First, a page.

We’ve long known that aerobic exercise is important. Activity that gets your heart rate up — like jogging, swimming, fast walking, and other sports — remains a significant way to stay healthy, both mentally and physically. But muscle strengthening exercises deserve a second consideration.
In addition to building muscle, strength training protects bones by increasing their density, an important benefit for aging women. And recent evidence suggests that it also reduces BMI (body mass index, a measure of body fat based on weight in relation to height), improving how the body uses insulin.
Based on these findings, scientists wondered if there may be even more significant benefits to lifting weights.
A new study published in this month’s issue of the journal Medicine & Science in Sports & Exercise showed that muscle-strengthening exercise can reduce the risk of type 2 diabetes and cardiovascular disease.
The study tracked the exercise patterns of 3,600 women ages 47 and above annually from 2000 to 2014. Those who did some amount of muscle-strengthening exercise reduced their risk of type 2 diabetes by 30% and cardiovascular disease by 17%, compared to those who did none. This was found to be true after the researchers adjusted for variables like diet and other physical activity.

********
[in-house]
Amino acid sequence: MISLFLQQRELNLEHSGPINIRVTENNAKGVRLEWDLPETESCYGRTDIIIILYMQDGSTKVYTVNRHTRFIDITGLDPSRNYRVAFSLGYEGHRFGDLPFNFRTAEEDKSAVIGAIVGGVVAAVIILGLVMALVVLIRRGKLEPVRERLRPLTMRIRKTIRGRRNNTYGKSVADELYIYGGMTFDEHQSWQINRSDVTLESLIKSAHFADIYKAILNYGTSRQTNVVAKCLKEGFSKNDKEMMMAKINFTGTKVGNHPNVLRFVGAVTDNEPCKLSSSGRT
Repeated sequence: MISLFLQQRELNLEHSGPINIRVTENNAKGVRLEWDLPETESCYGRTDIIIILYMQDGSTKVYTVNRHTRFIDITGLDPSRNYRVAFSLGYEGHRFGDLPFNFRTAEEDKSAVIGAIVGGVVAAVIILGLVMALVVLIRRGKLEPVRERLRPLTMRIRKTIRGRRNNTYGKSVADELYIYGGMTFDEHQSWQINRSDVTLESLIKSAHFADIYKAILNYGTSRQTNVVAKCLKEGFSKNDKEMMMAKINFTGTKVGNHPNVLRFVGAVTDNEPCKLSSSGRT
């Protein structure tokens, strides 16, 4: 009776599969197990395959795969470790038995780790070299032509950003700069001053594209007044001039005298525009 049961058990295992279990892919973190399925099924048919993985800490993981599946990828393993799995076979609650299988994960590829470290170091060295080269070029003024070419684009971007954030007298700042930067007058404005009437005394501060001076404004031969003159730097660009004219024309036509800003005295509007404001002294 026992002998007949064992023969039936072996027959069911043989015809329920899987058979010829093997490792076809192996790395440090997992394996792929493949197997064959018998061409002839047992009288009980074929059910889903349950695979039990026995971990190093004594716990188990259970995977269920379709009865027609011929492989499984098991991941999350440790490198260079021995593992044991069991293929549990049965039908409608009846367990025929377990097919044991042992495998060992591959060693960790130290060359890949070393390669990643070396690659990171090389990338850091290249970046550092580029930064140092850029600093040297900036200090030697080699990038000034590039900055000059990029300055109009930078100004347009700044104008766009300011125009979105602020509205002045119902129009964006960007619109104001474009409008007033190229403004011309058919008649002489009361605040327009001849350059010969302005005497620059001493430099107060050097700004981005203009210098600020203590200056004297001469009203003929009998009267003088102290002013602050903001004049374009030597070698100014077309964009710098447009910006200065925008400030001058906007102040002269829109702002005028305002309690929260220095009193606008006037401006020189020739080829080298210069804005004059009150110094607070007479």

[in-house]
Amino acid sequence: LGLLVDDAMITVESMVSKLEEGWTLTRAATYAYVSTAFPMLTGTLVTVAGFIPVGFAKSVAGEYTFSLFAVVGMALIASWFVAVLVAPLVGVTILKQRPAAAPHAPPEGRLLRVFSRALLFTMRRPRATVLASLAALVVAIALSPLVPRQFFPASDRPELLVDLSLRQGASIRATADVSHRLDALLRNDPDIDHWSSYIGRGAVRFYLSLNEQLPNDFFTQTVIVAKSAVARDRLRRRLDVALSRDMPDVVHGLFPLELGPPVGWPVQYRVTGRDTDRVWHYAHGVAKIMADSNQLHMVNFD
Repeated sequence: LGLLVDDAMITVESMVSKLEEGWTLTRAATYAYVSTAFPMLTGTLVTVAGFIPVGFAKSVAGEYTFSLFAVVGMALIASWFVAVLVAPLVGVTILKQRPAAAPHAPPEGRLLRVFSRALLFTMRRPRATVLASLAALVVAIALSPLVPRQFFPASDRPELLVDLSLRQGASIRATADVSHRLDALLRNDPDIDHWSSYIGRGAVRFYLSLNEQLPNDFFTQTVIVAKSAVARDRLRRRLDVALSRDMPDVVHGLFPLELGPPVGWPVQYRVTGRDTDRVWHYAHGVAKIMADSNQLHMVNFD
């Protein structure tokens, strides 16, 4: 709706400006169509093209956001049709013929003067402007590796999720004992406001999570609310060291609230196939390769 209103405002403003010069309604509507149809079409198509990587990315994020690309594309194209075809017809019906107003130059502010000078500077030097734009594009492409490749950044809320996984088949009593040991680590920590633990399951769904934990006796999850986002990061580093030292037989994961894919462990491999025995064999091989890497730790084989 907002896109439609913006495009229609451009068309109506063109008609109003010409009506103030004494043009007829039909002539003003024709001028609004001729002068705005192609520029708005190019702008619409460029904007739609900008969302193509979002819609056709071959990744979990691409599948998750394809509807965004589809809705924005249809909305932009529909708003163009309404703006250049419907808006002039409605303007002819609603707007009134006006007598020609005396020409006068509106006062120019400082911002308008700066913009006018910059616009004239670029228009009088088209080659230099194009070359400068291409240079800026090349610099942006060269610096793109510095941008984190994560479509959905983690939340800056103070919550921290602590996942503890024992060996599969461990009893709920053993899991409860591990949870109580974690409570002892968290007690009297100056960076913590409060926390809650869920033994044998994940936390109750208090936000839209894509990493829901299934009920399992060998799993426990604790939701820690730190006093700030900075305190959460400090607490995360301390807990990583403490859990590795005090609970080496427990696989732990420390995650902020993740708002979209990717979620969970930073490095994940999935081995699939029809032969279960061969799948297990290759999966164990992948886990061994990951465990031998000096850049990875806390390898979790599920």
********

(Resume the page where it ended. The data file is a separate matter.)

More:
What’s more, when women in the study coupled strength training with at least 120 minutes of aerobic exercise per week, their risk of type 2 diabetes was reduced by 65%. That’s a pretty compelling argument for integrating both kinds of exercise into your routine!
More research is needed to determine the ideal amount of time and intensity of strength training, but it’s clear that this often neglected form of exercise can do wonders at improving your health.